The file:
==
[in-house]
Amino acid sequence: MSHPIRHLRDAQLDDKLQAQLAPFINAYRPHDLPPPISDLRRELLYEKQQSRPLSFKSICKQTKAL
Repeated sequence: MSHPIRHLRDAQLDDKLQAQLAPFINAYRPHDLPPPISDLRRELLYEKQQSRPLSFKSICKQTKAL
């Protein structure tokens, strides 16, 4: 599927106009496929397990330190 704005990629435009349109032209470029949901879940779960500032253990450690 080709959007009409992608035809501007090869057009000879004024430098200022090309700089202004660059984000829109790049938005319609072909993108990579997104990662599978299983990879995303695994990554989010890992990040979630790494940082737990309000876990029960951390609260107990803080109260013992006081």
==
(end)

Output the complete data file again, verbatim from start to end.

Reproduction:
[in-house]
Amino acid sequence: MSHPIRHLRDAQLDDKLQAQLAPFINAYRPHDLPPPISDLRRELLYEKQQSRPLSFKSICKQTKAL
Repeated sequence: MSHPIRHLRDAQLDDKLQAQLAPFINAYRPHDLPPPISDLRRELLYEKQQSRPLSFKSICKQTKAL
């Protein structure tokens, strides 16, 4: 599927106009496929397990330190 704005990629435009349109032209470029949901879940779960500032253990450690 080709959007009409992608035809501007090869057009000879004024430098200022090309700089202004660059984000829109790049938005319609072909993108990579997104990662599978299983990879995303695994990554989010890992990040979630790494940082737990309000876990029960951390609260107990803080109260013992006081």